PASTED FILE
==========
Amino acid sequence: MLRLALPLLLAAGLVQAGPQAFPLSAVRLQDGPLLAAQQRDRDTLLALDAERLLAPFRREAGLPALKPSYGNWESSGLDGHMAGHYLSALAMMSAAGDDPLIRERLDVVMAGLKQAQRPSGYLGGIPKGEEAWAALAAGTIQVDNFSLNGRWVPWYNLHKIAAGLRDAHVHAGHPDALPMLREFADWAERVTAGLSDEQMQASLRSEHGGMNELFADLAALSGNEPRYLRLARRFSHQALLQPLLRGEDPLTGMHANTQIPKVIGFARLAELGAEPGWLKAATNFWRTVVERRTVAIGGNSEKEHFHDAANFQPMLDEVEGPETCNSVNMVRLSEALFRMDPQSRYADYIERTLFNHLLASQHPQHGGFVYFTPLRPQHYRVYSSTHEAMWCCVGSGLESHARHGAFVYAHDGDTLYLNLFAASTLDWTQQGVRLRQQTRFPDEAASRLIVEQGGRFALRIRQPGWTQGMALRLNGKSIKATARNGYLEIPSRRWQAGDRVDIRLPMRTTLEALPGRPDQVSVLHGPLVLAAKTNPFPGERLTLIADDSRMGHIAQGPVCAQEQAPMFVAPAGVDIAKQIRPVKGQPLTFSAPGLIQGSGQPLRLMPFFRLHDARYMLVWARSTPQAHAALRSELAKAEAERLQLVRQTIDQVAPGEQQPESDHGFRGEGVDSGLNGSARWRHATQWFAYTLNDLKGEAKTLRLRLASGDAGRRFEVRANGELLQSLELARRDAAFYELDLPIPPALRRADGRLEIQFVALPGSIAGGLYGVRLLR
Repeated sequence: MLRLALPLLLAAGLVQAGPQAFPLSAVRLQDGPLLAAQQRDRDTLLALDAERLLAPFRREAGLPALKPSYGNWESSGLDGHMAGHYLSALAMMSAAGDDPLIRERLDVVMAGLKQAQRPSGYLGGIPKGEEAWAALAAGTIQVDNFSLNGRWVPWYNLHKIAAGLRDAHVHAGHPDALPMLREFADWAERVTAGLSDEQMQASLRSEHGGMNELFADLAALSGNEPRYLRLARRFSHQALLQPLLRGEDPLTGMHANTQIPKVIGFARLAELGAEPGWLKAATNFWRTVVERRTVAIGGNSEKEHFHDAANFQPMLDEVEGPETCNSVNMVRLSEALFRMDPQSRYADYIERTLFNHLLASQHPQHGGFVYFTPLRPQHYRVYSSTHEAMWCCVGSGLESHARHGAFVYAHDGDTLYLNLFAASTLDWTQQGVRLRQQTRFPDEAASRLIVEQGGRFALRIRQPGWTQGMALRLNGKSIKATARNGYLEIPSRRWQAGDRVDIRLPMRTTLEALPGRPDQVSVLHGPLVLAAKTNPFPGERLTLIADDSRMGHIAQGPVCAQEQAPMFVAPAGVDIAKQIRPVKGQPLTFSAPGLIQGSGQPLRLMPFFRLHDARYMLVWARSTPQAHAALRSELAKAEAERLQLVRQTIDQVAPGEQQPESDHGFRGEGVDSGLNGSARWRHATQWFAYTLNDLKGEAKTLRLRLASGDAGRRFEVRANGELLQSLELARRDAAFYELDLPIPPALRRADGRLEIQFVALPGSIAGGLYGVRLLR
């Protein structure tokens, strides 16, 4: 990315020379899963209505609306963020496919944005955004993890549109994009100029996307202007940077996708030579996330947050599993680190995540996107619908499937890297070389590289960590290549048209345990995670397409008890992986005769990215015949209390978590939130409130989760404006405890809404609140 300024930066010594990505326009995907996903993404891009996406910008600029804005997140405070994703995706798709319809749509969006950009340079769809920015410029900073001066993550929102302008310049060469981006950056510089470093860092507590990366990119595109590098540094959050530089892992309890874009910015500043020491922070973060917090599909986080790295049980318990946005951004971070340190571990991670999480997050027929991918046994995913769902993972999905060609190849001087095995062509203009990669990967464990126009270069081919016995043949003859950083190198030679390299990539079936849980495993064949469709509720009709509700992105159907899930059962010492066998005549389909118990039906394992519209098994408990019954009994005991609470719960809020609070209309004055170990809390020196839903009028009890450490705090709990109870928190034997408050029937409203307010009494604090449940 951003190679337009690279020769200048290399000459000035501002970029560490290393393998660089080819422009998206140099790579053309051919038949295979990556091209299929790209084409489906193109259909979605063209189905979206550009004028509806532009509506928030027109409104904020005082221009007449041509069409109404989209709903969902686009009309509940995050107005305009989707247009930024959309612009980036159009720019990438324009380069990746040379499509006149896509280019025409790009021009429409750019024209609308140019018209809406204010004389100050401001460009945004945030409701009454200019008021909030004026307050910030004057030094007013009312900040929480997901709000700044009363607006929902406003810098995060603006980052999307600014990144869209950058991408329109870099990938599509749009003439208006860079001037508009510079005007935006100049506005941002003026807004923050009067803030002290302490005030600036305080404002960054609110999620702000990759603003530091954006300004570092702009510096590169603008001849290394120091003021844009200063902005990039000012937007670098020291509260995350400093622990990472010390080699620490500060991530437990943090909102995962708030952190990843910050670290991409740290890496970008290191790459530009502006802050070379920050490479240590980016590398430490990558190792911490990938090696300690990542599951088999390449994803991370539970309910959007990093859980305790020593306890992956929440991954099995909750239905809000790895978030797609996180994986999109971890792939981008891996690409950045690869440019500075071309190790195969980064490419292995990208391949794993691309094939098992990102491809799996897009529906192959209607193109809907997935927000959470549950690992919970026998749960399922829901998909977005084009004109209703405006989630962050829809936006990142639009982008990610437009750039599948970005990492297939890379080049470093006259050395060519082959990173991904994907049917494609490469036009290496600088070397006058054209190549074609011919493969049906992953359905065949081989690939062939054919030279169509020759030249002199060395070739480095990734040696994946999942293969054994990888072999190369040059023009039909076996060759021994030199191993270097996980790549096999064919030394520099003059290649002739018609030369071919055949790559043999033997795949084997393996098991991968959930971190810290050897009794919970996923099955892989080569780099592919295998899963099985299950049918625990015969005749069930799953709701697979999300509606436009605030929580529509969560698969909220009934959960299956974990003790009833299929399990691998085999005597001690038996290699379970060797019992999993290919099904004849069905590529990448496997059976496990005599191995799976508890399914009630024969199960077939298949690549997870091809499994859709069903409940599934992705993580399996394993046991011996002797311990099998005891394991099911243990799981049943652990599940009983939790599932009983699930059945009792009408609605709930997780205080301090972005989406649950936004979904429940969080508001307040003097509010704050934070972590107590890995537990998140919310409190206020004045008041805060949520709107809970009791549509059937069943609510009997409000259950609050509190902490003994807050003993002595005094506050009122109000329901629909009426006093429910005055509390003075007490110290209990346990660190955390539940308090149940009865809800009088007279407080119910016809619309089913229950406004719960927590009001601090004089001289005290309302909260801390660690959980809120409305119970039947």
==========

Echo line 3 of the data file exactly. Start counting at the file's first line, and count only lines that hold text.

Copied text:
């Protein structure tokens, strides 16, 4: 990315020379899963209505609306963020496919944005955004993890549109994009100029996307202007940077996708030579996330947050599993680190995540996107619908499937890297070389590289960590290549048209345990995670397409008890992986005769990215015949209390978590939130409130989760404006405890809404609140 300024930066010594990505326009995907996903993404891009996406910008600029804005997140405070994703995706798709319809749509969006950009340079769809920015410029900073001066993550929102302008310049060469981006950056510089470093860092507590990366990119595109590098540094959050530089892992309890874009910015500043020491922070973060917090599909986080790295049980318990946005951004971070340190571990991670999480997050027929991918046994995913769902993972999905060609190849001087095995062509203009990669990967464990126009270069081919016995043949003859950083190198030679390299990539079936849980495993064949469709509720009709509700992105159907899930059962010492066998005549389909118990039906394992519209098994408990019954009994005991609470719960809020609070209309004055170990809390020196839903009028009890450490705090709990109870928190034997408050029937409203307010009494604090449940 951003190679337009690279020769200048290399000459000035501002970029560490290393393998660089080819422009998206140099790579053309051919038949295979990556091209299929790209084409489906193109259909979605063209189905979206550009004028509806532009509506928030027109409104904020005082221009007449041509069409109404989209709903969902686009009309509940995050107005305009989707247009930024959309612009980036159009720019990438324009380069990746040379499509006149896509280019025409790009021009429409750019024209609308140019018209809406204010004389100050401001460009945004945030409701009454200019008021909030004026307050910030004057030094007013009312900040929480997901709000700044009363607006929902406003810098995060603006980052999307600014990144869209950058991408329109870099990938599509749009003439208006860079001037508009510079005007935006100049506005941002003026807004923050009067803030002290302490005030600036305080404002960054609110999620702000990759603003530091954006300004570092702009510096590169603008001849290394120091003021844009200063902005990039000012937007670098020291509260995350400093622990990472010390080699620490500060991530437990943090909102995962708030952190990843910050670290991409740290890496970008290191790459530009502006802050070379920050490479240590980016590398430490990558190792911490990938090696300690990542599951088999390449994803991370539970309910959007990093859980305790020593306890992956929440991954099995909750239905809000790895978030797609996180994986999109971890792939981008891996690409950045690869440019500075071309190790195969980064490419292995990208391949794993691309094939098992990102491809799996897009529906192959209607193109809907997935927000959470549950690992919970026998749960399922829901998909977005084009004109209703405006989630962050829809936006990142639009982008990610437009750039599948970005990492297939890379080049470093006259050395060519082959990173991904994907049917494609490469036009290496600088070397006058054209190549074609011919493969049906992953359905065949081989690939062939054919030279169509020759030249002199060395070739480095990734040696994946999942293969054994990888072999190369040059023009039909076996060759021994030199191993270097996980790549096999064919030394520099003059290649002739018609030369071919055949790559043999033997795949084997393996098991991968959930971190810290050897009794919970996923099955892989080569780099592919295998899963099985299950049918625990015969005749069930799953709701697979999300509606436009605030929580529509969560698969909220009934959960299956974990003790009833299929399990691998085999005597001690038996290699379970060797019992999993290919099904004849069905590529990448496997059976496990005599191995799976508890399914009630024969199960077939298949690549997870091809499994859709069903409940599934992705993580399996394993046991011996002797311990099998005891394991099911243990799981049943652990599940009983939790599932009983699930059945009792009408609605709930997780205080301090972005989406649950936004979904429940969080508001307040003097509010704050934070972590107590890995537990998140919310409190206020004045008041805060949520709107809970009791549509059937069943609510009997409000259950609050509190902490003994807050003993002595005094506050009122109000329901629909009426006093429910005055509390003075007490110290209990346990660190955390539940308090149940009865809800009088007279407080119910016809619309089913229950406004719960927590009001601090004089001289005290309302909260801390660690959980809120409305119970039947």